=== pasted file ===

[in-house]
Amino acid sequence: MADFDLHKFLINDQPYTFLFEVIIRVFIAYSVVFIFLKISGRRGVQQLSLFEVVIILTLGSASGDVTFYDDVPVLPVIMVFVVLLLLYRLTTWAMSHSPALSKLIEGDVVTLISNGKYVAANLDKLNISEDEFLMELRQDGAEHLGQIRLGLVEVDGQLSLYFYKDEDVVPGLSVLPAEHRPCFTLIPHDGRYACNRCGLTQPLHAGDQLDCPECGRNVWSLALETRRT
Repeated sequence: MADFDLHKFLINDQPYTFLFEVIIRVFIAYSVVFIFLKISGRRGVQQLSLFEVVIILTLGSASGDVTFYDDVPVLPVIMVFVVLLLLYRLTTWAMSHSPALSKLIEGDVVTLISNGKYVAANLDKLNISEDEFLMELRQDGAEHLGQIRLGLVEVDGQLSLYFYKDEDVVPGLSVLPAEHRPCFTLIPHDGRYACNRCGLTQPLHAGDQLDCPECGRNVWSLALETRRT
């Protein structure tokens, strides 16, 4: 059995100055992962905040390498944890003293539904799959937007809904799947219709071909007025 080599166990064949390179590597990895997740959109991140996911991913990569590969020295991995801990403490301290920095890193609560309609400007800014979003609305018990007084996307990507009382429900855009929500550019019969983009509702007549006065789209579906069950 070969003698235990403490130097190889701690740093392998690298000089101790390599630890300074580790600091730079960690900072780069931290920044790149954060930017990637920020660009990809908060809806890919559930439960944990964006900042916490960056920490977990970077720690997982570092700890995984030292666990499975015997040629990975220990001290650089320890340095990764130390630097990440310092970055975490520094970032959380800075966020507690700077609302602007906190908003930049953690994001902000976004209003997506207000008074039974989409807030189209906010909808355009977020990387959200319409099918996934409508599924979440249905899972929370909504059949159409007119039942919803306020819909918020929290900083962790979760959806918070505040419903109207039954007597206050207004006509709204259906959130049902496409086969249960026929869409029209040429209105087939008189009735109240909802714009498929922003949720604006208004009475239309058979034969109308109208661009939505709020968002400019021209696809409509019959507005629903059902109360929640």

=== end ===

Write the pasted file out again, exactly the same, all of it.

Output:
[in-house]
Amino acid sequence: MADFDLHKFLINDQPYTFLFEVIIRVFIAYSVVFIFLKISGRRGVQQLSLFEVVIILTLGSASGDVTFYDDVPVLPVIMVFVVLLLLYRLTTWAMSHSPALSKLIEGDVVTLISNGKYVAANLDKLNISEDEFLMELRQDGAEHLGQIRLGLVEVDGQLSLYFYKDEDVVPGLSVLPAEHRPCFTLIPHDGRYACNRCGLTQPLHAGDQLDCPECGRNVWSLALETRRT
Repeated sequence: MADFDLHKFLINDQPYTFLFEVIIRVFIAYSVVFIFLKISGRRGVQQLSLFEVVIILTLGSASGDVTFYDDVPVLPVIMVFVVLLLLYRLTTWAMSHSPALSKLIEGDVVTLISNGKYVAANLDKLNISEDEFLMELRQDGAEHLGQIRLGLVEVDGQLSLYFYKDEDVVPGLSVLPAEHRPCFTLIPHDGRYACNRCGLTQPLHAGDQLDCPECGRNVWSLALETRRT
């Protein structure tokens, strides 16, 4: 059995100055992962905040390498944890003293539904799959937007809904799947219709071909007025 080599166990064949390179590597990895997740959109991140996911991913990569590969020295991995801990403490301290920095890193609560309609400007800014979003609305018990007084996307990507009382429900855009929500550019019969983009509702007549006065789209579906069950 070969003698235990403490130097190889701690740093392998690298000089101790390599630890300074580790600091730079960690900072780069931290920044790149954060930017990637920020660009990809908060809806890919559930439960944990964006900042916490960056920490977990970077720690997982570092700890995984030292666990499975015997040629990975220990001290650089320890340095990764130390630097990440310092970055975490520094970032959380800075966020507690700077609302602007906190908003930049953690994001902000976004209003997506207000008074039974989409807030189209906010909808355009977020990387959200319409099918996934409508599924979440249905899972929370909504059949159409007119039942919803306020819909918020929290900083962790979760959806918070505040419903109207039954007597206050207004006509709204259906959130049902496409086969249960026929869409029209040429209105087939008189009735109240909802714009498929922003949720604006208004009475239309058979034969109308109208661009939505709020968002400019021209696809409509019959507005629903059902109360929640």